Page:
In an article published by Lisa Galea 2014 “Mother’s Day Science: From ‘Baby Brain’ to Cognitive Boost”  it was stated there are studies that provide evidence yielding that a female brain shrinks between 4 to 8 percent during pregnancy which causes a mother to be forgetful which is also called as “baby brain” or “pregnancy brain”. In addition, Galea also stresses that the changes in the brain occur due to the elevated levels of progesterone and estrogen hormones which further results in memory impairments in a pregnant female.

In a more recent study produced in 2016, Hoekzema and colleagues published a study “Pregnancy leads to long-lasting changes in human brain structure that focused on the brain change that occurs during pregnancy. The pre and post pregnancy MRI testing of 25 first-time mothers and fathers study highlighted the fact that pregnancy alters the brain structure of the mother substantially. The MRI reports suggested that Gray Matter(GM) volume was reduced in a few areas. However, this reduction was not noticed in fathers and women who did not experience childbirth. Also, the brain changes were noticed 2 years post pregnancy, confirming long lasting effects of pregnancy on the brain.

How pregnancy changes the brain: What affects does this cause?

The results of the Hoekzema ( 2016) study concluded with evidence that gray matter is altered during pregnancy. The study of the brain has been a subject of study for many neuroscientists and other in related fields. Many studies have suggested that the gray matter is responsible for emotions, sensory perception, decision making, cognition, speech, self-control, and memory. Modifications in the gray matter might limit a mother’s social cognition skills but it prepares her with adaptive methods during the motherhood transition. The study also concentrated on the evidence that the depletion in gray matter volume overlaps the part of the brain that is actually responsible for a mother being able to recognize her baby’s needs after the baby is born. In addition, the study also provided us with significant evidence reflecting the association between the quality of mother and infant attachment is predicted due to the brain change that occurs during pregnancy.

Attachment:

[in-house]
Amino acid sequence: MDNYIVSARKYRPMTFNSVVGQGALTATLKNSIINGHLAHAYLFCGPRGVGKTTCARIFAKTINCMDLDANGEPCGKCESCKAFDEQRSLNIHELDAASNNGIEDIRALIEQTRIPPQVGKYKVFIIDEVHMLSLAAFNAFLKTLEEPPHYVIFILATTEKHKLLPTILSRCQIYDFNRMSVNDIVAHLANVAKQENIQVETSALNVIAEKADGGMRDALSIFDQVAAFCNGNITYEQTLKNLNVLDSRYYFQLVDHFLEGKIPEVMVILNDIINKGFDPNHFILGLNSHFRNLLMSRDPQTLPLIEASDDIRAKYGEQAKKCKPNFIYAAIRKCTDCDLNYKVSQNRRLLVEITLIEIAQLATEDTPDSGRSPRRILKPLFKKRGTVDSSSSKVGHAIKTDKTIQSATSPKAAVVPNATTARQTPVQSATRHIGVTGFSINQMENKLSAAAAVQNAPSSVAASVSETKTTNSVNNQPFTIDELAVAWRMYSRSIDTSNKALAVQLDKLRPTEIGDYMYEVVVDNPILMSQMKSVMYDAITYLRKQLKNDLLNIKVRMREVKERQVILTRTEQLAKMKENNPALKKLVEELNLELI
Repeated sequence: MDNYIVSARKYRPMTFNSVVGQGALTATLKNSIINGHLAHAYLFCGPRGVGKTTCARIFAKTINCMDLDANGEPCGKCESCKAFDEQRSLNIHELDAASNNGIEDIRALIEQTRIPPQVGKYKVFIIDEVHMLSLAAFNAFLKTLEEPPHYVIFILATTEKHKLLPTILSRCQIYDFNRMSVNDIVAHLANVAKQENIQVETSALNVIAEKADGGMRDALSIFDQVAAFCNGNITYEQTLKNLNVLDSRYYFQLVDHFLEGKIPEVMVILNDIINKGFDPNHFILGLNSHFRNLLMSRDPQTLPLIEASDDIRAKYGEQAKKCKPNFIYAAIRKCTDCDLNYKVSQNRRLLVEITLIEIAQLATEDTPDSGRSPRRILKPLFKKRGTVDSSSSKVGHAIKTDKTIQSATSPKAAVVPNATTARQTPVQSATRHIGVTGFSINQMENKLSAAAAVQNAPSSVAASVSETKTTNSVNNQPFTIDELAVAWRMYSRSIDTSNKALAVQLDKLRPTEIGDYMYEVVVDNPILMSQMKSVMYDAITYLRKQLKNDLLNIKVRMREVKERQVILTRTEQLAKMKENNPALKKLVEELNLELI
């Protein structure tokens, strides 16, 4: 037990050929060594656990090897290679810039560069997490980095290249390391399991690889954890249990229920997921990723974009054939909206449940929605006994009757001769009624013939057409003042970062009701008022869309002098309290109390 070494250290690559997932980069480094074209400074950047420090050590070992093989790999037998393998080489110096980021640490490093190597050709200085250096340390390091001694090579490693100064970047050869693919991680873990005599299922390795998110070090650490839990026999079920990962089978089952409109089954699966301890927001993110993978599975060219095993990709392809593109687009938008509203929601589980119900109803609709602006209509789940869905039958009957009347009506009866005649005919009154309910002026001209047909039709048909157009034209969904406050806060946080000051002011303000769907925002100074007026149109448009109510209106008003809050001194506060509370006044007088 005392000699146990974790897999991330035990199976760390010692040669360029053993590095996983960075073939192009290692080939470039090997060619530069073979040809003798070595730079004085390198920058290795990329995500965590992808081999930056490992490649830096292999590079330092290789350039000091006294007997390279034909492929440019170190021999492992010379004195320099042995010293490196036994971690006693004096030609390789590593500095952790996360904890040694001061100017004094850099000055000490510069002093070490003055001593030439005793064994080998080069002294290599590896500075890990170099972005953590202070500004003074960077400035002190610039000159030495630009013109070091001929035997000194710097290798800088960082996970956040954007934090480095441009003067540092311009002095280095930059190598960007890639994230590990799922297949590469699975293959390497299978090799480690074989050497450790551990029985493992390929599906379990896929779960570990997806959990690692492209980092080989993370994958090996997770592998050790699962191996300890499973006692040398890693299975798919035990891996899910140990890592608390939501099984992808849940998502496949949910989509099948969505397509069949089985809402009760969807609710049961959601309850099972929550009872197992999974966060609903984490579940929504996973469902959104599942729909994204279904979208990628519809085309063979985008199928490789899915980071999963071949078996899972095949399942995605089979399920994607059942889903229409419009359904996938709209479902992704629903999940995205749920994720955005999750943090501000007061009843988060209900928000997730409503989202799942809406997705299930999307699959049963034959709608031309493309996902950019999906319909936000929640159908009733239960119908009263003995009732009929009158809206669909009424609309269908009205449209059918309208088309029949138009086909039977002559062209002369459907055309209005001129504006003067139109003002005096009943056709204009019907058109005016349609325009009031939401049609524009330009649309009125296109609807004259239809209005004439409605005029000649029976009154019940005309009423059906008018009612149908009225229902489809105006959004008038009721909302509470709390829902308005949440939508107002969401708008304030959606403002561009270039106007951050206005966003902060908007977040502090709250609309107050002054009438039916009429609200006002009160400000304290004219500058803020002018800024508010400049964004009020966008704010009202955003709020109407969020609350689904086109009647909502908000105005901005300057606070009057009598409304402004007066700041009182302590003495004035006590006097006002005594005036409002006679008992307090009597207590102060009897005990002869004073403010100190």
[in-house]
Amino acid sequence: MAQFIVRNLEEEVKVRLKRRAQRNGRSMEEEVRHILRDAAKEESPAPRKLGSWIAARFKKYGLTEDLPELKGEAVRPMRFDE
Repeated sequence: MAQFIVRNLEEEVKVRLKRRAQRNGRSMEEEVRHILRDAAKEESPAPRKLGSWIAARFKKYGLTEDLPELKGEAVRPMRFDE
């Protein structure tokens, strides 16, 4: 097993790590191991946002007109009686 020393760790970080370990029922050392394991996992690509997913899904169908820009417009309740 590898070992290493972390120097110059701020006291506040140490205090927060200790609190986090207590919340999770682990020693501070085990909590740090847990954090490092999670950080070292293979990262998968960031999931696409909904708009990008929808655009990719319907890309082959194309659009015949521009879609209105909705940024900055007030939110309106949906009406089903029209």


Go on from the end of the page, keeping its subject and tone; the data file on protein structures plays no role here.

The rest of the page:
The process of childbirth is the most beautiful experience that a woman goes through and what is more amazing is to learn the changes her body goes through prior and post pregnancy. Researchers and neuroscientists are working to investigate more about how pregnancy changes the brain and body. As studies are being published, there are other questions that may arise, like “would brain change have a negative effect on a woman if she gets pregnant more than once?”  However, with the studies published, we can now confidently say that the changes that occur in a female’s brain due to the reduction in the gray matter are a positive change for both the mother and the child.

Do you have any questions or ideas? Leave a comment below! 🙂

Puja is a 2nd year Child and Human Developmental Psychology student at Teachers College, Columbia University, New York City. She also has a B.A in Speech and Language Sciences and has gained experience within the field from London, U.K.
Puja is very passionate about making a difference and spreading the awareness to educate the general public. Her goal is to reach out to as many people as she can, she strongly believes that education has the ability to cause a positive ripple effect.